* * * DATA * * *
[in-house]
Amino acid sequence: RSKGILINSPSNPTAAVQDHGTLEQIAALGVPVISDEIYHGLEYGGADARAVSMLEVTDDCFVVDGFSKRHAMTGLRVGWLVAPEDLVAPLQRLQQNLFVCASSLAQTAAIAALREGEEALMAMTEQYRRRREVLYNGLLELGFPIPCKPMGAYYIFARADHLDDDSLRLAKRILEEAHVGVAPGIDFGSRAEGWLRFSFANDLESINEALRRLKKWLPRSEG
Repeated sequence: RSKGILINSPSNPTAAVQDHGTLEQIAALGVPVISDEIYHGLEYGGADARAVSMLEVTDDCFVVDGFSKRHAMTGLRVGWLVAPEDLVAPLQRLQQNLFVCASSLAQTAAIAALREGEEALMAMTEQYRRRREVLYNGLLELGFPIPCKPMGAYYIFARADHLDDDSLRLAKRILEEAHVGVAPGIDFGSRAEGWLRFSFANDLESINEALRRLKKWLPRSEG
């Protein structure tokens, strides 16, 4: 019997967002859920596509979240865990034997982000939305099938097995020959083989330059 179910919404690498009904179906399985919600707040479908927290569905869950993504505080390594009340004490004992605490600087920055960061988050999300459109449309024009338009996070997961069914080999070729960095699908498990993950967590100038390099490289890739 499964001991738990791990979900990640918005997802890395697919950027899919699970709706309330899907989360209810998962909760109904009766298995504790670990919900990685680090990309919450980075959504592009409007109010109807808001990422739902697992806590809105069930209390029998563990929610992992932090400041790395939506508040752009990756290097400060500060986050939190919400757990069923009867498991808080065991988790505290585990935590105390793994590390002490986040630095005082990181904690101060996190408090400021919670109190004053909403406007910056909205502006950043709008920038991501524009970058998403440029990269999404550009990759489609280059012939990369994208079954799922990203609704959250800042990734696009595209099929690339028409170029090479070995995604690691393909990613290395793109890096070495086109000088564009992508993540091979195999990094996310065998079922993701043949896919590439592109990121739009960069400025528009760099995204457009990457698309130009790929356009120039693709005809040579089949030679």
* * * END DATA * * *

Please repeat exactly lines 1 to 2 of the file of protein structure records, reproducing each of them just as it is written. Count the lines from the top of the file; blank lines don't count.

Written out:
[in-house]
Amino acid sequence: RSKGILINSPSNPTAAVQDHGTLEQIAALGVPVISDEIYHGLEYGGADARAVSMLEVTDDCFVVDGFSKRHAMTGLRVGWLVAPEDLVAPLQRLQQNLFVCASSLAQTAAIAALREGEEALMAMTEQYRRRREVLYNGLLELGFPIPCKPMGAYYIFARADHLDDDSLRLAKRILEEAHVGVAPGIDFGSRAEGWLRFSFANDLESINEALRRLKKWLPRSEG